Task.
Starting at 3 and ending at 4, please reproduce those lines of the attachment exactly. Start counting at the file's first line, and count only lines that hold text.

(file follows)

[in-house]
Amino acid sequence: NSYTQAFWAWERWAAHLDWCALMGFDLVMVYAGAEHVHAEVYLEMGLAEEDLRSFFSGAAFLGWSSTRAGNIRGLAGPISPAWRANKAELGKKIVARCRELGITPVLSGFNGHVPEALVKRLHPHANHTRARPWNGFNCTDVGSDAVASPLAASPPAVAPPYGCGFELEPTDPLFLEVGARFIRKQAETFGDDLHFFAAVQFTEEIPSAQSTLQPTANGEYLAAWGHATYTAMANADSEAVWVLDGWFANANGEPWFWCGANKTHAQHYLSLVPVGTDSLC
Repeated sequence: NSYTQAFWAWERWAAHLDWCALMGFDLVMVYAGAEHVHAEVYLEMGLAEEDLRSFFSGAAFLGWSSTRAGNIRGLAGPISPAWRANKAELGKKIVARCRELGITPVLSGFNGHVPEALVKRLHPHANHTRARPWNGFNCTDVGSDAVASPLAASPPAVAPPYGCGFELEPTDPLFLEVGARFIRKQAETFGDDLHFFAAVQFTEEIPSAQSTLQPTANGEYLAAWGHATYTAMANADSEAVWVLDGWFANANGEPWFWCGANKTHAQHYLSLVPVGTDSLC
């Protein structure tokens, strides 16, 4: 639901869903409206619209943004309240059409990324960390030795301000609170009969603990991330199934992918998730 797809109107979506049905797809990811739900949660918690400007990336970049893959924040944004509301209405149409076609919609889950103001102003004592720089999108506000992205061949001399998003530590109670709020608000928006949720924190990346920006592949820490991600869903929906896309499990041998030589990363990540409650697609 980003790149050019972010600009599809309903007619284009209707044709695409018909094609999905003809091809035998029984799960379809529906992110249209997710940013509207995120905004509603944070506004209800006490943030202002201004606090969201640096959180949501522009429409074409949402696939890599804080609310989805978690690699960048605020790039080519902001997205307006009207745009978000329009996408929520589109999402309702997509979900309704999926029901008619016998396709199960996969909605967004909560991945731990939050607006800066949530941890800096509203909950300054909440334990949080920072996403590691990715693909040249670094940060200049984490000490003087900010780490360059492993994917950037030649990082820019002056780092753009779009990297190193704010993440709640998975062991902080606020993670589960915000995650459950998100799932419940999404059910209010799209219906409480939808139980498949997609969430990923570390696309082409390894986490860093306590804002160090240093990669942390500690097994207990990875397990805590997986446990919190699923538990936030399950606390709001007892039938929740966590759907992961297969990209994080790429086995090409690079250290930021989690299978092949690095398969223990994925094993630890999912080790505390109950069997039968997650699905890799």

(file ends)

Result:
Repeated sequence: NSYTQAFWAWERWAAHLDWCALMGFDLVMVYAGAEHVHAEVYLEMGLAEEDLRSFFSGAAFLGWSSTRAGNIRGLAGPISPAWRANKAELGKKIVARCRELGITPVLSGFNGHVPEALVKRLHPHANHTRARPWNGFNCTDVGSDAVASPLAASPPAVAPPYGCGFELEPTDPLFLEVGARFIRKQAETFGDDLHFFAAVQFTEEIPSAQSTLQPTANGEYLAAWGHATYTAMANADSEAVWVLDGWFANANGEPWFWCGANKTHAQHYLSLVPVGTDSLC
């Protein structure tokens, strides 16, 4: 639901869903409206619209943004309240059409990324960390030795301000609170009969603990991330199934992918998730 797809109107979506049905797809990811739900949660918690400007990336970049893959924040944004509301209405149409076609919609889950103001102003004592720089999108506000992205061949001399998003530590109670709020608000928006949720924190990346920006592949820490991600869903929906896309499990041998030589990363990540409650697609 980003790149050019972010600009599809309903007619284009209707044709695409018909094609999905003809091809035998029984799960379809529906992110249209997710940013509207995120905004509603944070506004209800006490943030202002201004606090969201640096959180949501522009429409074409949402696939890599804080609310989805978690690699960048605020790039080519902001997205307006009207745009978000329009996408929520589109999402309702997509979900309704999926029901008619016998396709199960996969909605967004909560991945731990939050607006800066949530941890800096509203909950300054909440334990949080920072996403590691990715693909040249670094940060200049984490000490003087900010780490360059492993994917950037030649990082820019002056780092753009779009990297190193704010993440709640998975062991902080606020993670589960915000995650459950998100799932419940999404059910209010799209219906409480939808139980498949997609969430990923570390696309082409390894986490860093306590804002160090240093990669942390500690097994207990990875397990805590997986446990919190699923538990936030399950606390709001007892039938929740966590759907992961297969990209994080790429086995090409690079250290930021989690299978092949690095398969223990994925094993630890999912080790505390109950069997039968997650699905890799």